Before we dive in today: CONGRATULATIONS to our dear Andrew—Adorning the Dark was named Arts & Culture book of the year by the Gospel Coalition! I love what they said about it. Click here to read more. (And click here for BTLOG info—Andrew’s 20th annual Christmas tour is underway! And it’s being livestreamed next Monday, so if your city isn’t on the tour or is sold out, come to the livestream!)
And now, onward.
Here’s a strange memory: when I was a kid in Illinois I discovered a pile of shoveled sidewalk snow in someone’s front yard. At some point I decided that that snowpile needed a boy-sized tunnel dug right through the center, so on the way home from kindergarten I stopped every day for about a week and worked, though I had no idea whose house it was. After fifteen minutes or so I’d head home so my mom wouldn’t be worried. All day at school my mind was occupied with that tunnel. It wasn’t as if I had never dug a tunnel in the snow before, and I’ve often wondered why I remember this one so vividly. But there was something simple and delightful to my little six-year-old self about working at this tunnel alone, in secret, a little at a time for a whole week. The day I finally broke through to the other side I brushed the snow off my pants and stood there, mittened hands on my hips, admiring my work. Then I felt someone watching me. I turned around and saw a woman in the house at the window, peeking out at me with a kind face. She might have waved. I pretended not to see her. I was deeply embarrassed as I realized that she had probably been watching me for days.
Memories choose us. Of all the things that must have happened during my childhood—little adventures, moments of shame or joy or comfort—only a few images, like this one, rise to the surface. And they don’t just rise once. They come to me again and again as if there’s some mystery hidden in all the plainness, as if someday I’ll wake up in the middle of the night and understand why that snow tunnel is stuck in my head.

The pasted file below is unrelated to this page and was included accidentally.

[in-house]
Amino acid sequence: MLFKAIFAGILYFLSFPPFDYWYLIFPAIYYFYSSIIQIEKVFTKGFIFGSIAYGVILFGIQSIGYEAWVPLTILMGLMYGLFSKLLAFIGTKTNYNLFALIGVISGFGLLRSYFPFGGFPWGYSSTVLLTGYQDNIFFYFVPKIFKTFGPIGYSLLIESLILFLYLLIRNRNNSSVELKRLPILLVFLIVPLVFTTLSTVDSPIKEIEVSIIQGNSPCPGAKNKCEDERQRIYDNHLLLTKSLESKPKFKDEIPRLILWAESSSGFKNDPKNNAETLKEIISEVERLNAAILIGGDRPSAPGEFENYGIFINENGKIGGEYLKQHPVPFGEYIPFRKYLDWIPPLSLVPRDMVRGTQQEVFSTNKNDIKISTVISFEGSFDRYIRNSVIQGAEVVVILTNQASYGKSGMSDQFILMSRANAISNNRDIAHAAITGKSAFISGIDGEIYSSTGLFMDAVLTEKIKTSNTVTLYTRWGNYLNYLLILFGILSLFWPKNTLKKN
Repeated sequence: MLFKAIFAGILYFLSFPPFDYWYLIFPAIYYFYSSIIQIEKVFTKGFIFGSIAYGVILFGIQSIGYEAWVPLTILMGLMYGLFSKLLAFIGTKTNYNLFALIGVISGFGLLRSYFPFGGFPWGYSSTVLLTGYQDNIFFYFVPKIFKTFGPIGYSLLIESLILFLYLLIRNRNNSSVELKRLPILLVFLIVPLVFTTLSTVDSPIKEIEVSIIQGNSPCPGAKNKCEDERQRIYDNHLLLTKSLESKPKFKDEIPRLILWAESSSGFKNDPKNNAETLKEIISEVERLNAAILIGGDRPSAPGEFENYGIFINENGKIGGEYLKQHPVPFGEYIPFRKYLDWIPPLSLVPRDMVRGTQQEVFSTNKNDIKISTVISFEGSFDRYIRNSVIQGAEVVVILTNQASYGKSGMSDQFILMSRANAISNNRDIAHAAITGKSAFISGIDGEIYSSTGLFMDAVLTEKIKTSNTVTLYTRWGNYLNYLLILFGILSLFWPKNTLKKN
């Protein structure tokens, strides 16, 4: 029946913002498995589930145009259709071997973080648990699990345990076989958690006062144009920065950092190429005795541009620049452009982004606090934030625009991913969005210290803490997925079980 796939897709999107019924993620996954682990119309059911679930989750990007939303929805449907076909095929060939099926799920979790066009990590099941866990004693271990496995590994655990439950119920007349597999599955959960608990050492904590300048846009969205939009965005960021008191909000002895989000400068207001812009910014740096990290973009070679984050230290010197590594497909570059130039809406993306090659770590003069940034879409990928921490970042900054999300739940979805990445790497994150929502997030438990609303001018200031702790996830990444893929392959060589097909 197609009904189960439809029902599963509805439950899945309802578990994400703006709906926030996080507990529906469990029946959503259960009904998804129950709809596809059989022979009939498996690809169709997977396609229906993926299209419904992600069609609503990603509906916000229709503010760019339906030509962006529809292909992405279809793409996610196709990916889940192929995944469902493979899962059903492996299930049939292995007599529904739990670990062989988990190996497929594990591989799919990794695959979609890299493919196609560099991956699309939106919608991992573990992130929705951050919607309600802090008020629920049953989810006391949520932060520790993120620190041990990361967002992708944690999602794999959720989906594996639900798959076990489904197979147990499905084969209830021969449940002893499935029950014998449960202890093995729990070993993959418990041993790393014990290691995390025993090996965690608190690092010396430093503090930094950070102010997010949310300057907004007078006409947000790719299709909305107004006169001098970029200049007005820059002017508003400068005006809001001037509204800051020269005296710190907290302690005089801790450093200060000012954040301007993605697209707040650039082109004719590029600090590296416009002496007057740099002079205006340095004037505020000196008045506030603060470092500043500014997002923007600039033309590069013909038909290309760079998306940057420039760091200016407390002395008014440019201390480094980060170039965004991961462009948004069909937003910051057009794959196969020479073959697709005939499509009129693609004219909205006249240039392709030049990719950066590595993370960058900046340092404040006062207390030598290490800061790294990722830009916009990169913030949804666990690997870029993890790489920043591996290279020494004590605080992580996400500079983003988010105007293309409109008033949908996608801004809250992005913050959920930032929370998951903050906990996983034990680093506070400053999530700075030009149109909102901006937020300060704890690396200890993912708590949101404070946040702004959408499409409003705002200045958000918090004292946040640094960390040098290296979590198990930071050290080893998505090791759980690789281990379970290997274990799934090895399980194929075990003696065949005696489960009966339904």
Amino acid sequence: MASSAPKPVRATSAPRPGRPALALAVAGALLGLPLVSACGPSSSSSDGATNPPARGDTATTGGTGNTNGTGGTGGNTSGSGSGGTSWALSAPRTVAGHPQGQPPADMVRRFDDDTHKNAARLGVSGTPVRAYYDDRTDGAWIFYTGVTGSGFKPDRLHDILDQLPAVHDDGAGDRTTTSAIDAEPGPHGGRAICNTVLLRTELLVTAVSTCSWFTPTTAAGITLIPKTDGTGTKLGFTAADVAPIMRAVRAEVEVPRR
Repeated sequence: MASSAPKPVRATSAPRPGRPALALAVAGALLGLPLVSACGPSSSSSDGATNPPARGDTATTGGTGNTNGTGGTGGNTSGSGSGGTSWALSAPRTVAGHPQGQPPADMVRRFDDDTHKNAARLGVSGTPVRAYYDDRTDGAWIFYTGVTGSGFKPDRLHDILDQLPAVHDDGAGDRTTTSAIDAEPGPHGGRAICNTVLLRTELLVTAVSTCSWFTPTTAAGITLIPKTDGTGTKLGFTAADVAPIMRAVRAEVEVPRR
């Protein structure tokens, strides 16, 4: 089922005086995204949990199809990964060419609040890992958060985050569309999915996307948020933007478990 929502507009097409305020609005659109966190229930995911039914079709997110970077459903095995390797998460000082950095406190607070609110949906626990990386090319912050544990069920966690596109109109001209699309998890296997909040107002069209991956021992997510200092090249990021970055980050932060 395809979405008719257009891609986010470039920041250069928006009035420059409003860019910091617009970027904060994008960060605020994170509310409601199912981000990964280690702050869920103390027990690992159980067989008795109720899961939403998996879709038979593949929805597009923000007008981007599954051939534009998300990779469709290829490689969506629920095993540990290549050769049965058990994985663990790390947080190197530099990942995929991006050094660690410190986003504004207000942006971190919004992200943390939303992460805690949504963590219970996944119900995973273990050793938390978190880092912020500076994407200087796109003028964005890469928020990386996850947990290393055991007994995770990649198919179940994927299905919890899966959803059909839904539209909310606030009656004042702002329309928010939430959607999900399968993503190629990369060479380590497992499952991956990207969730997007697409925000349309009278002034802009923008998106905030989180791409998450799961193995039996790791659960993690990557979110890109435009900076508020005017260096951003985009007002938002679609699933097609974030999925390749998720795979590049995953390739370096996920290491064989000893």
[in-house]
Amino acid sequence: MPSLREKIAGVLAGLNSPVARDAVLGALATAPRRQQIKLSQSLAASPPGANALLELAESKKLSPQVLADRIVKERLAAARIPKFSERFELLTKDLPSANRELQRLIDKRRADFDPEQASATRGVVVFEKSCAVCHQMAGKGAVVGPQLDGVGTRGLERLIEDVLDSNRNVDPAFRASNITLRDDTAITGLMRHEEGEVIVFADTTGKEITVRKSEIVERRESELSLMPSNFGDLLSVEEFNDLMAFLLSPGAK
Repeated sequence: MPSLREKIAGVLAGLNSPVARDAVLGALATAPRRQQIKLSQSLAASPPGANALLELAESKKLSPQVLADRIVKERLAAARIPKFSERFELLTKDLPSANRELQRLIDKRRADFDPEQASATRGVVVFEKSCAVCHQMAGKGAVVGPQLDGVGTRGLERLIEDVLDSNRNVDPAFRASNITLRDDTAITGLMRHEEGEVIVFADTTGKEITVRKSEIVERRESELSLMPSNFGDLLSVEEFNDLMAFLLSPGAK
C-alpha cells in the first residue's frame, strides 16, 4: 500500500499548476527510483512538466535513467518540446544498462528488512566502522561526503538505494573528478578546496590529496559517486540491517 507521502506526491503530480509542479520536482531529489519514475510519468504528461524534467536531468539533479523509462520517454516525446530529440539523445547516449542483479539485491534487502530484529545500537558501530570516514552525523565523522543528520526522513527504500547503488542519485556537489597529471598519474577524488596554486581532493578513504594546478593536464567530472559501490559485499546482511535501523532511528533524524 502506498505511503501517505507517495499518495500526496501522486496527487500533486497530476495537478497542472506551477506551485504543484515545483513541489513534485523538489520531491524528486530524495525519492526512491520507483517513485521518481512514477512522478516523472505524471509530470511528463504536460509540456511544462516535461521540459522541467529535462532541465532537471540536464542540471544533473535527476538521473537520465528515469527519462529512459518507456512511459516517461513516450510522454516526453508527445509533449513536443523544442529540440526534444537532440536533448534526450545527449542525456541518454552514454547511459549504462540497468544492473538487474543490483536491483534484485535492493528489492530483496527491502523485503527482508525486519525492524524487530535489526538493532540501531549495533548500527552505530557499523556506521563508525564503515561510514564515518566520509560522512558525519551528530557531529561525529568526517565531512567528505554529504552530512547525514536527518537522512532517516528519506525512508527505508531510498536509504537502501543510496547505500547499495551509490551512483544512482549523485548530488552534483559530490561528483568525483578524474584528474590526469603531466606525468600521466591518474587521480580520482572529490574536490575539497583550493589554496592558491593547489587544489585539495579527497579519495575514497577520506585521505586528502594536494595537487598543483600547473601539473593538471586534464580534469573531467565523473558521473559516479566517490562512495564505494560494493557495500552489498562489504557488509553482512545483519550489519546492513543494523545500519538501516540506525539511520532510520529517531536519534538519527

The next week as I passed the house (on the other side of the street) I noticed that the pile was gone. I’ve always suspected that the woman and her husband never intended to leave it by their driveway, but they noticed a little boy stopping to dig every day and graced me with a week of peaceful, pointless work. I wonder if it gave her something to do, someone to watch for, something to talk about with her husband at dinner during a long, featureless winter.
Earlier today I was working on a new song, alone in the house, and it felt just like digging. I wonder if someone was watching from a high window?
While the obsessive tendency can be a boon to someone with a career in the arts, the thing can come back to bite you. Because, like it or not, if you want to get paid to do this stuff you have to actually do the work. And once you realize you’re responsible for your family by either caring for the children or providing a full-time income, art—no matter how fun it was in the beginning—becomes work. It becomes a chore. It becomes burdensome. It’s suddenly so much easier to get excited about that other project that just won’t leave you alone. And so you start something new, which is natural and quite welcome. But then that gets old and you start four more new things, and you realize you’ve bitten off more than you can chew and nothing gets done, least of all the project that got you going in the first place. So as much as I may gripe about my teachers and parents and the busywork I was expected to do, there comes a time for us all when we have to reckon with it. Sometimes you have to do the work even if you don’t feel like it. Sometimes you have to put away your wants and do what needs to be done, which really means dying to self in order to find life. This is a way of practicing resurrection. …
Those of us who write, who sing, who paint, must remember that to a child a song may glow like a nightlight in a scary bedroom. It may be the only thing holding back the monsters. That story may be the only beautiful, true thing that makes it through all the ugliness of a little girl’s world to rest in her secret heart. May we take that seriously. It is our job, it is our ministry, it is the sword we swing in the Kingdom, to remind children that the good guys win, that the stories are true, and that a fool’s hope may be the best kind.
If you’re called to do this sort of work, then keep those dear ones in your mind as you fight your way up the long mountain of obedience. You’ll be tempted to slow down, or take an easier route—but it is only by discipline that you’ll finish, and it’s only in finishing that you’ll be able to offer up your humble work to those weary souls who may need it.
Discussion: What stories or songs have met you in a dark night?
Do you have the trouble Andrew does in focusing on a project long enough to finish it? What do you think that’s about? Can you think of any times you’ve been able to push through it? What helped?
Come on over to the forum for more conversation. (I love hearing from you guys. You’ve engaged and shared so bravely.)